VP of Behavioral Finance & Investing, Betterment
Dan Egan is the VP of Behavioral Finance & Investing at Betterment. He has spent his career using behavioral finance to help people make better financial and investment decisions. Dan is a published author of multiple publications related to behavioral economics. He lectures at New York University, London Business School, and the London School of Economics on the topic.
Articles written by Dan
Betterment’s 401(k) Investment Approach
Helping employees make better decisions and providing choice to those who want it.
Memestonks: What’s Different About This Market?
You might be wondering what’s going on in the world of “stonks” right now. Yes, we have a take and, no, you won’t be surprised to hear we’re thinking bigger picture.
Betterment for Advisors Case Study Q&A: How Ritholtz reaches a new client segment
Dan Egan recently interviewed Matt Lohrius, Advisor and CFP® at Ritholtz Wealth Management, who oversees the Liftoff platform.
How Betterment’s investment approach helps 401(k) investors
Dan Egan, Betterment’s VP of Behavioral Finance and Investing, answers the most common investment questions asked from 401(k) plan sponsors.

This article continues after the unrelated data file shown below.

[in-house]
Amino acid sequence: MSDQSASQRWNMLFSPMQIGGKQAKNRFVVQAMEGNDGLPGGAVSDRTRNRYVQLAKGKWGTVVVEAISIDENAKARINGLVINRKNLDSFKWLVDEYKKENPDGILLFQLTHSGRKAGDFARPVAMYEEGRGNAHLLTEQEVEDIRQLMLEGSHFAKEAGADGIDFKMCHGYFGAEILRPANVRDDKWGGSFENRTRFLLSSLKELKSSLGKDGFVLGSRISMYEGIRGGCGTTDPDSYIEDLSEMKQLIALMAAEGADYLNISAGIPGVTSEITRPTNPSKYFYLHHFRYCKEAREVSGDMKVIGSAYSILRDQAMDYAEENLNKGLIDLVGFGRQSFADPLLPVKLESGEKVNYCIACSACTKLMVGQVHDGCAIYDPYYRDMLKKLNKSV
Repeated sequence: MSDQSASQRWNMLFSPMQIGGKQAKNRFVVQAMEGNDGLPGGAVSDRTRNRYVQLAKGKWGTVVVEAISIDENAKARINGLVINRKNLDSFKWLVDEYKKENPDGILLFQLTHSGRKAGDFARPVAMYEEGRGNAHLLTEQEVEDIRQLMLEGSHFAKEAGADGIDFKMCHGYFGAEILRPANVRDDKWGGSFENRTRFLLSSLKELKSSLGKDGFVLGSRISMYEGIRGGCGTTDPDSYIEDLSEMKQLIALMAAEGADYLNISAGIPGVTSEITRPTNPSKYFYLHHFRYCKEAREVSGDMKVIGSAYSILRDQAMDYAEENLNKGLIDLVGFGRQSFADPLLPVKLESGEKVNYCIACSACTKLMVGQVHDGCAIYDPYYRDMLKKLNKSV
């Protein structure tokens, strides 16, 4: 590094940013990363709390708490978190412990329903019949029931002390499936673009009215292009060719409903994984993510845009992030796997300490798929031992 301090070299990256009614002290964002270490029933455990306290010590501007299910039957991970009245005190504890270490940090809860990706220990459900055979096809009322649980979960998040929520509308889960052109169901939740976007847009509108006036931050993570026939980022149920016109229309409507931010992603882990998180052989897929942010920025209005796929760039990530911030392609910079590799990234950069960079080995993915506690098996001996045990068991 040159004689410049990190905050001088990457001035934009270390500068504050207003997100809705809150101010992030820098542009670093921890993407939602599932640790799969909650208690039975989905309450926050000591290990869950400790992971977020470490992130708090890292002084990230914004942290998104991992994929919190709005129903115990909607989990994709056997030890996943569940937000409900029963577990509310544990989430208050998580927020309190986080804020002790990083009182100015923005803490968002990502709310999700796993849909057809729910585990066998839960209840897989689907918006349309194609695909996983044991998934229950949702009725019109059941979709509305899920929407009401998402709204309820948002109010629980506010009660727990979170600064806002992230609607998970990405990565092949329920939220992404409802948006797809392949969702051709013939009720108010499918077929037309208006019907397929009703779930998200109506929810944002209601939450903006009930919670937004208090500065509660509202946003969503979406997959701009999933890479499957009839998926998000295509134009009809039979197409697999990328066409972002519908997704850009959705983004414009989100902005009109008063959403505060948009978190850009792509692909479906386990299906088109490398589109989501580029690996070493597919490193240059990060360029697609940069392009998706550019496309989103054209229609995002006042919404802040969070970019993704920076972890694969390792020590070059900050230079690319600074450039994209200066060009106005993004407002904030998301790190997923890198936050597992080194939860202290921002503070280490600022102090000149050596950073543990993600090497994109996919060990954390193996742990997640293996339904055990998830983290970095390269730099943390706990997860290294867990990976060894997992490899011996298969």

Video: How Can Tax Loss Harvesting Help?
We explain exactly how tax loss harvesting works, and why it can be a powerful tool during times of market volatility.
Video: How Does Betterment Move My Money?
We explain how long it usually takes for all the money movements happening in your Betterment account to fully complete.
Video: The Market Is Volatile—What Should I Be Doing?
COVID-19 has affected the stock market, and we’re here to give our customers advice on what they can do for their finances during this difficult time.
Using Investment Goals At Betterment
Goal-based investing. The idea is prized among financial advisors—and our team at Betterment—but to the everyday investor, it’s often difficult to put into practice.
You Can Now Skip Individual Recurring Deposits
Managing your Betterment recurring deposits just got easier. Now you can skip any individual recurring deposit in just a few easy steps.
Safety Net Funds: Why Traditional Advice Can Be Wrong
Don’t keep your safety net funds in cash savings accounts that give you little to no interest. Odds are you’ll lose money due to inflation, as well as lose out on the potential growth of your hard-earned savings.